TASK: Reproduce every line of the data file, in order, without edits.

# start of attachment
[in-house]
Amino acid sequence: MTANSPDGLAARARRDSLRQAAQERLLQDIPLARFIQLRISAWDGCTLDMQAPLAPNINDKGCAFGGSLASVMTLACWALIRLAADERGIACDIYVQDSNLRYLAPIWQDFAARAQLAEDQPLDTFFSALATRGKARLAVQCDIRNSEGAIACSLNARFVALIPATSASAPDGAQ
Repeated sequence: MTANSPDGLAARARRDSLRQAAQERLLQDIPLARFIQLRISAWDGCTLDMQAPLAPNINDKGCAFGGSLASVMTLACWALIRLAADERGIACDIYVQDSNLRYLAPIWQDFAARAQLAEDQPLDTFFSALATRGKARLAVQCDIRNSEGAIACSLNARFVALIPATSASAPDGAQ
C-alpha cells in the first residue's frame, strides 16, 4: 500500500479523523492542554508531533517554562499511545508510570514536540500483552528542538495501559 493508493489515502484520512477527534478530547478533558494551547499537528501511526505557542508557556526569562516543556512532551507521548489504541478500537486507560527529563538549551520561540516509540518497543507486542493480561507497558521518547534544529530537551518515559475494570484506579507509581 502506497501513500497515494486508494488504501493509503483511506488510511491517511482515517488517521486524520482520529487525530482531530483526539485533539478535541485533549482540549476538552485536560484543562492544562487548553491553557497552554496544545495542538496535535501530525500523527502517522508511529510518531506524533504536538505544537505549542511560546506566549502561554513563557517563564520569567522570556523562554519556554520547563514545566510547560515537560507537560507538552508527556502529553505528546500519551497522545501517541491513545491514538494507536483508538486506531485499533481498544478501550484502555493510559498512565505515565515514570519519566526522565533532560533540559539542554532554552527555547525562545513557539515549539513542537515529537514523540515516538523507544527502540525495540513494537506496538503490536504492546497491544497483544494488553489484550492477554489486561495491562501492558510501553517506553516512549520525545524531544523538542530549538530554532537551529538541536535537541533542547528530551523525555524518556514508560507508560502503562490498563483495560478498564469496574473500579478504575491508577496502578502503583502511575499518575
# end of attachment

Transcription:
[in-house]
Amino acid sequence: MTANSPDGLAARARRDSLRQAAQERLLQDIPLARFIQLRISAWDGCTLDMQAPLAPNINDKGCAFGGSLASVMTLACWALIRLAADERGIACDIYVQDSNLRYLAPIWQDFAARAQLAEDQPLDTFFSALATRGKARLAVQCDIRNSEGAIACSLNARFVALIPATSASAPDGAQ
Repeated sequence: MTANSPDGLAARARRDSLRQAAQERLLQDIPLARFIQLRISAWDGCTLDMQAPLAPNINDKGCAFGGSLASVMTLACWALIRLAADERGIACDIYVQDSNLRYLAPIWQDFAARAQLAEDQPLDTFFSALATRGKARLAVQCDIRNSEGAIACSLNARFVALIPATSASAPDGAQ
C-alpha cells in the first residue's frame, strides 16, 4: 500500500479523523492542554508531533517554562499511545508510570514536540500483552528542538495501559 493508493489515502484520512477527534478530547478533558494551547499537528501511526505557542508557556526569562516543556512532551507521548489504541478500537486507560527529563538549551520561540516509540518497543507486542493480561507497558521518547534544529530537551518515559475494570484506579507509581 502506497501513500497515494486508494488504501493509503483511506488510511491517511482515517488517521486524520482520529487525530482531530483526539485533539478535541485533549482540549476538552485536560484543562492544562487548553491553557497552554496544545495542538496535535501530525500523527502517522508511529510518531506524533504536538505544537505549542511560546506566549502561554513563557517563564520569567522570556523562554519556554520547563514545566510547560515537560507537560507538552508527556502529553505528546500519551497522545501517541491513545491514538494507536483508538486506531485499533481498544478501550484502555493510559498512565505515565515514570519519566526522565533532560533540559539542554532554552527555547525562545513557539515549539513542537515529537514523540515516538523507544527502540525495540513494537506496538503490536504492546497491544497483544494488553489484550492477554489486561495491562501492558510501553517506553516512549520525545524531544523538542530549538530554532537551529538541536535537541533542547528530551523525555524518556514508560507508560502503562490498563483495560478498564469496574473500579478504575491508577496502578502503583502511575499518575